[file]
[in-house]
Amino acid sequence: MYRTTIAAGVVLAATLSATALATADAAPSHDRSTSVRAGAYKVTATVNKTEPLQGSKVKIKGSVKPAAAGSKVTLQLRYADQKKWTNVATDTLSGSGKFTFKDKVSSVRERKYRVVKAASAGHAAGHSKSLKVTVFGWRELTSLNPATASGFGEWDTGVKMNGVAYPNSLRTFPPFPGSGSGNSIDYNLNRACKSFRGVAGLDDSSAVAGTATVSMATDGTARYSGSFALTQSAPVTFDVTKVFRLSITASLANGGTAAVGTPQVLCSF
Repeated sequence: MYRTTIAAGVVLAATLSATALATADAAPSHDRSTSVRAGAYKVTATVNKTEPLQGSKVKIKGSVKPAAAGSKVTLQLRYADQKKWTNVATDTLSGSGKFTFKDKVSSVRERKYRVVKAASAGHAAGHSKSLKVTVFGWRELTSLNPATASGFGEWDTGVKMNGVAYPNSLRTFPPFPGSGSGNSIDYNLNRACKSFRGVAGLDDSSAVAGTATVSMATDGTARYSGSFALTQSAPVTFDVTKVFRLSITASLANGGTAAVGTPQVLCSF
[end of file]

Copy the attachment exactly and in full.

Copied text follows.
[in-house]
Amino acid sequence: MYRTTIAAGVVLAATLSATALATADAAPSHDRSTSVRAGAYKVTATVNKTEPLQGSKVKIKGSVKPAAAGSKVTLQLRYADQKKWTNVATDTLSGSGKFTFKDKVSSVRERKYRVVKAASAGHAAGHSKSLKVTVFGWRELTSLNPATASGFGEWDTGVKMNGVAYPNSLRTFPPFPGSGSGNSIDYNLNRACKSFRGVAGLDDSSAVAGTATVSMATDGTARYSGSFALTQSAPVTFDVTKVFRLSITASLANGGTAAVGTPQVLCSF
Repeated sequence: MYRTTIAAGVVLAATLSATALATADAAPSHDRSTSVRAGAYKVTATVNKTEPLQGSKVKIKGSVKPAAAGSKVTLQLRYADQKKWTNVATDTLSGSGKFTFKDKVSSVRERKYRVVKAASAGHAAGHSKSLKVTVFGWRELTSLNPATASGFGEWDTGVKMNGVAYPNSLRTFPPFPGSGSGNSIDYNLNRACKSFRGVAGLDDSSAVAGTATVSMATDGTARYSGSFALTQSAPVTFDVTKVFRLSITASLANGGTAAVGTPQVLCSF